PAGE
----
I’ve known “D.” for years. He’s usually pretty laid-back, but in conversation a month ago, he sounded upset. “How do you know about that?” he barked at me. “Who told you? What do you know?”
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All I’d done is ask if he knew anything about hacking attacks on Israeli companies engaged in foreign currency and binary options. Like his company.
Pressed to explain his obnoxiousness, D. apologized that mine was the third phone call he’d received on the subject that day – and these were doozies.
“Somebody with a Russian accent called me in the middle of the night and said he’d hacked into the company’s computers. Then one of my competitors called and said a rumor was circulating the market that my list of clients was for sale. Now you call and ask questions and I realize this is about to hit the newspapers.”
D. finally agreed to talk off-record, since, in his opinion, the greatest damage he could suffer wasn’t from hackers or the theft of his client list, or the ransom the hacker demanded he pay, but bad press.
D. runs a company that operates in forex and binary options outside Israel. It operates over the Internet. Investors can bet on the direction and intensity of a movement by financial assets, from currencies to commodities to indices, to the prices of popular shares such as Google or Apple.
A lot of Israelis are involved in this sort of activity: The country has 21 companies registered as “trade venues” with the Israel Securities Authority. Most operate mainly overseas and some only operate abroad, in order to dodge Israeli regulation. (The company may be registered in Israel, but in order to avoid having to comply with local regulation, they register – for instance – in Cyprus, place the servers – for example – in Gibraltar and block visitors from Israel; nor do they provide service in Hebrew.)
Investing in binary options isn’t for people who love safe havens. It means to bet on the change in the direction of a currency, index or stock. You might bet that Samsung will end the day above a certain share price. If it does, you won an amount preset in advance. If it doesn’t, you lose everything you bet. You can invest in binary options through the bank but the chances are more akin to a scratch card lottery.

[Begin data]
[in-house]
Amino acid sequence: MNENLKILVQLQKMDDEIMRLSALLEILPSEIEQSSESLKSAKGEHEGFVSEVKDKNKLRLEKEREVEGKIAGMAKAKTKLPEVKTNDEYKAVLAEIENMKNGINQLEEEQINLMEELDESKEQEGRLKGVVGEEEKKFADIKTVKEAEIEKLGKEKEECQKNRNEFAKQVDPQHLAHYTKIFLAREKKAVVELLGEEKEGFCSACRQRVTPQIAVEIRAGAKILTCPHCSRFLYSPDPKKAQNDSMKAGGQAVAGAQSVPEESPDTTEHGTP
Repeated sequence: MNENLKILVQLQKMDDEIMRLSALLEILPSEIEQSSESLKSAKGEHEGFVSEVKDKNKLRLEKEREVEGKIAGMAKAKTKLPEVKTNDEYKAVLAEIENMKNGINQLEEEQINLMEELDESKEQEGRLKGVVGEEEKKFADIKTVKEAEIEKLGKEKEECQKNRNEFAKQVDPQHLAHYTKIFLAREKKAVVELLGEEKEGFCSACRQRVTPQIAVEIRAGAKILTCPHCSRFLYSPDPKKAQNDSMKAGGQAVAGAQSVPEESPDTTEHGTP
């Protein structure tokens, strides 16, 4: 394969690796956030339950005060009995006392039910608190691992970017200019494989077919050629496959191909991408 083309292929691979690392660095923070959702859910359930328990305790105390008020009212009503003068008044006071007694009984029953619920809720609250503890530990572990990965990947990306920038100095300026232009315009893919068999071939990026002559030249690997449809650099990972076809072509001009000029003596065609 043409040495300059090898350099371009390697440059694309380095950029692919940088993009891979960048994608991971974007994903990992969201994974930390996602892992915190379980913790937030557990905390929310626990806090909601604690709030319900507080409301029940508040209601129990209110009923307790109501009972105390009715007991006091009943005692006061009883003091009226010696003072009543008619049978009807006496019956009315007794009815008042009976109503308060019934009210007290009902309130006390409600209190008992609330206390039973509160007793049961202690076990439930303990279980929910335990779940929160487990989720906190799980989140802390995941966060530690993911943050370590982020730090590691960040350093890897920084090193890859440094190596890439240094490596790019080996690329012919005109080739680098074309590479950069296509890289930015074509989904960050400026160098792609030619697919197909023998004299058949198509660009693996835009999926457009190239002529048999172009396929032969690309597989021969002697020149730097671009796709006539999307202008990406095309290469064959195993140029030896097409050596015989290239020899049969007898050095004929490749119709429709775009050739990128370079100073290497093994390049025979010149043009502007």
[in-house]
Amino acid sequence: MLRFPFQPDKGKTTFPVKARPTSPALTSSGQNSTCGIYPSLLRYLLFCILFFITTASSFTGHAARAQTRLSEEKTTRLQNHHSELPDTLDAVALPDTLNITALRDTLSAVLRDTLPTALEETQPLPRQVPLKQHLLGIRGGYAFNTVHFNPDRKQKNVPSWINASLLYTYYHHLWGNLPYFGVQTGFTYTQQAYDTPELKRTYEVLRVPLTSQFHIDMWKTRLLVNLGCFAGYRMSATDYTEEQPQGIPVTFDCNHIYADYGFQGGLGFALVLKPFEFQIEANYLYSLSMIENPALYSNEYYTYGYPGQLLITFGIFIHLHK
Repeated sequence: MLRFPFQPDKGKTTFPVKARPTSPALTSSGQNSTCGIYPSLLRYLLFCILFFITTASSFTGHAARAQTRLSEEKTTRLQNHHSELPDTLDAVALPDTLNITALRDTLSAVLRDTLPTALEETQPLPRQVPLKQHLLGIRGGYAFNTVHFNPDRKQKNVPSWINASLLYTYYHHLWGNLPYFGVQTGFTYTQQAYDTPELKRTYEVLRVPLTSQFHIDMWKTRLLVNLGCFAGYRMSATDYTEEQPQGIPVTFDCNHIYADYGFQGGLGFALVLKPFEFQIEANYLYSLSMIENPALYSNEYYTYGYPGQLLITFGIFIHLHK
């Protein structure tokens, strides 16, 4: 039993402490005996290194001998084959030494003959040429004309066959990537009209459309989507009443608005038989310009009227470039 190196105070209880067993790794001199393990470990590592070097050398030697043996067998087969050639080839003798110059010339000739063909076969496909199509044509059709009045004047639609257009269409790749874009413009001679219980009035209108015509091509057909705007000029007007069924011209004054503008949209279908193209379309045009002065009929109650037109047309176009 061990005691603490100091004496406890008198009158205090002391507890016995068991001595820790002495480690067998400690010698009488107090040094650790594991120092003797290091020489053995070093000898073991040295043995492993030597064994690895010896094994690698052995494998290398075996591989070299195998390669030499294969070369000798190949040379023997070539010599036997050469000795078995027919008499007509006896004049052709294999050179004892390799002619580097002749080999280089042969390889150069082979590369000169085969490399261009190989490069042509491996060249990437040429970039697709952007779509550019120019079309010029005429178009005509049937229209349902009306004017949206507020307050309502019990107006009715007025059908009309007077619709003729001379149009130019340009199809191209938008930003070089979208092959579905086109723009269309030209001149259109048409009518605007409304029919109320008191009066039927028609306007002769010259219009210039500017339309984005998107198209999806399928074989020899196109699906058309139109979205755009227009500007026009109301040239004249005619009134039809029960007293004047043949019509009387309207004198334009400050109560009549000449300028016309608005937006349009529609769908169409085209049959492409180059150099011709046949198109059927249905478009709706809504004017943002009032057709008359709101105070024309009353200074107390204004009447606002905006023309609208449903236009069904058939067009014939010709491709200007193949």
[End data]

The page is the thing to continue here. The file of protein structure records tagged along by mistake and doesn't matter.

“As far as I know there have been attempts in recent days to hack into forex and binary option companies, maybe most of them,” D. says. The weapon was a Trojan horse.
“At first I thought the attack on us had been commissioned by a competitor. I still wonder if that’s so, but the fact that several companies were attacked at the same time bolsters the theory that the attack originated from an organized body, apparently Russian, which is targeting the whole industry,” D. says.
“They may have found a weak spot in one of the systems that a number of companies use and broke into everybody using that system, before the companies could share the information and close the entry point. We’re still looking into it.”
The hacker sent him screenshots of pages from the internal system, by Whatsapp, D. says – but the pages weren’t of customer management system. “Somehow he found my name and mobile phone number, and demanded money.” How much? 500 bitcoins – roughly equivalent to $150,000.
Insofar as he can tell, nothing was actually stolen. Other companies, he says, set up “response teams” consisting of external consultants, cyber experts, lawyers, and negotiators. He personally has no intention of paying, not the hacker and not tens of thousands of dollars a day to consultants.
Tens of thousands of dollars a day? “Yes. It isn’t crazy. Each one of those takes thousands of dollars a day for advising; within two days it costs more than the ransom demand. Just the lawyers run $2,000 a day because you need an expert on law in Cyprus, one on Israeli law, and one on the law of the country where the servers physically sit. I’m not going to get dragged into that vortex of spending, and I’m not going to go to the police.”
TheMarker: Why not? I’m no lawyer but what you tell me sounds like extortion under coercion. Don’t you actually have to go to the police? You’re serving tens of thousands of customers who deposited their money with you and your system has been penetrated. You don’t really know if they stole customer information.